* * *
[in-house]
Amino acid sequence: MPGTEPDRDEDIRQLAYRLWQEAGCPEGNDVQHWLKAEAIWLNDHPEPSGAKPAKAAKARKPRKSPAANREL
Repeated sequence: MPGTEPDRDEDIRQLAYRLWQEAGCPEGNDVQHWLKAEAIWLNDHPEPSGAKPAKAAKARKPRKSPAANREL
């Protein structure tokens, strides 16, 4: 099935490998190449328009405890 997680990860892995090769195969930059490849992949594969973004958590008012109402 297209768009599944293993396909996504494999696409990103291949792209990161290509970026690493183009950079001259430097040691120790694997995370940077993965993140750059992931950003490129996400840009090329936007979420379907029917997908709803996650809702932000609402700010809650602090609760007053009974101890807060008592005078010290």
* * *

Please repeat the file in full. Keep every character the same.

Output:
[in-house]
Amino acid sequence: MPGTEPDRDEDIRQLAYRLWQEAGCPEGNDVQHWLKAEAIWLNDHPEPSGAKPAKAAKARKPRKSPAANREL
Repeated sequence: MPGTEPDRDEDIRQLAYRLWQEAGCPEGNDVQHWLKAEAIWLNDHPEPSGAKPAKAAKARKPRKSPAANREL
């Protein structure tokens, strides 16, 4: 099935490998190449328009405890 997680990860892995090769195969930059490849992949594969973004958590008012109402 297209768009599944293993396909996504494999696409990103291949792209990161290509970026690493183009950079001259430097040691120790694997995370940077993965993140750059992931950003490129996400840009090329936007979420379907029917997908709803996650809702932000609402700010809650602090609760007053009974101890807060008592005078010290």